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Bernese Mountain Dog

This handsome, cheerful dog is the most well-known of the four Sennehunde, or Swiss mountain dogs. A dog of moderate to large size, his origins extend back into European antiquity when the Berne region of the Alps was invaded by the Romans who cross-bred local dogs with their mastiffs…Throughout Swiss history, the Berner was used as a daft dog, pulling carts and wagons. He also has talents as a herder, but wasn’t widely used for this purpose. The Berner was a good all-around farm dog and a devoted family companion.  By the late 1800’s, he was almost extinct but devotees of the breed revived the Swiss stock. He first came to America in 1926 and was recognized by the AKC in 1937.

This is a handsome dog with a dense coat of black, brown and white and an alert, intelligent expression. Some say the Berner has a distinct smile; there is certainly no doubt that this is a cheery, eager to please dog with an inviting expression and waving tail. He is used today as a family companion dog and is frequently seen at Westminster and other prestigious dog shows.

The Berner’s temperament is delightfully mellow and easygoing. He’s sensitive, affectionate and exceedingly loyal to his family. He is a fine children’s companion, but not very playful with them and has low energy needs that make him a good apartment and city dog. The Berner is fairly reserved with strangers who come onto his territory, but isn’t overly protective. He’s friendly with other dogs and pets. He still has marked pulling insticts, including pulling children in wagons and on sleds. He doesn’t like to be left home alone for long periods, needing the company of his family.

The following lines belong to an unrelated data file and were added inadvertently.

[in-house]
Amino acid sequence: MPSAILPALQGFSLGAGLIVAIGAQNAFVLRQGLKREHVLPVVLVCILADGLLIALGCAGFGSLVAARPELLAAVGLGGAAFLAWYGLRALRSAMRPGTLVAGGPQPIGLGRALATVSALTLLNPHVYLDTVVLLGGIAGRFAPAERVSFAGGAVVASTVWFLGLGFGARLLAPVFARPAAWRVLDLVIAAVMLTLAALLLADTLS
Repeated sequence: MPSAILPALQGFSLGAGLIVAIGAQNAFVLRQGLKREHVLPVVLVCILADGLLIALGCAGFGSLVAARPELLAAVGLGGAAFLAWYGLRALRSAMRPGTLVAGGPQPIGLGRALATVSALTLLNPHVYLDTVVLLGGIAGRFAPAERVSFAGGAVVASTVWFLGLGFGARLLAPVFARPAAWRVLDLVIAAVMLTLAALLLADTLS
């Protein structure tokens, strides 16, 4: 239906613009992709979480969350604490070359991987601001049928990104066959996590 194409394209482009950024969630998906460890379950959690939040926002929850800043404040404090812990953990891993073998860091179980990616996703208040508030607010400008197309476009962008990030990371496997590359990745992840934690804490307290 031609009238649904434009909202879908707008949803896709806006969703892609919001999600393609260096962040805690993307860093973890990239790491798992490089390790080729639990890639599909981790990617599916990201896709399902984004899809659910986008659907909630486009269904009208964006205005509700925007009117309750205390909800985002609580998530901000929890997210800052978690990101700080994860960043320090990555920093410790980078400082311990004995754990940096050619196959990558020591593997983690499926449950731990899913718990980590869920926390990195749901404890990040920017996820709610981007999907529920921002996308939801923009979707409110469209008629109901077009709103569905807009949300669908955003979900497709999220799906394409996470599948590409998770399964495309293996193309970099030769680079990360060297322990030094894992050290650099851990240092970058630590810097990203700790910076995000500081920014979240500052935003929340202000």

The Berner’s natural intelligence makes him very receptive to obedience and agility training. In such competitions, he’s difficult to beat. He is frequently worked as an animal-assisted therapy dog, especially enjoying visits with children and the elderly. With his naturally calm nature, his presence is soothing to those  who are ill or injured. In some assisted living centers, the “resident dog” is often a Berner!

The Berner is a sturdy, healthy dog with good cold tolerance but doesn’t do well in heat because of his heavy coat; heat stroke precautions are essential. His major health issues are hip and elbow dysplasia and gastric tortion. Although his normal life span is about nine years, Berners can remain hearty for twelve years or more. His long coat requires frequent brushing to reduce shedding.

As a companion, the Bernese Mountain Dog’s friendly, alert demeanor is difficult to resist, especially as a fluffy, playful puppy. Whether he’s pulling your flower cart or snoozing at your feet, this is a dog suitable for every family.

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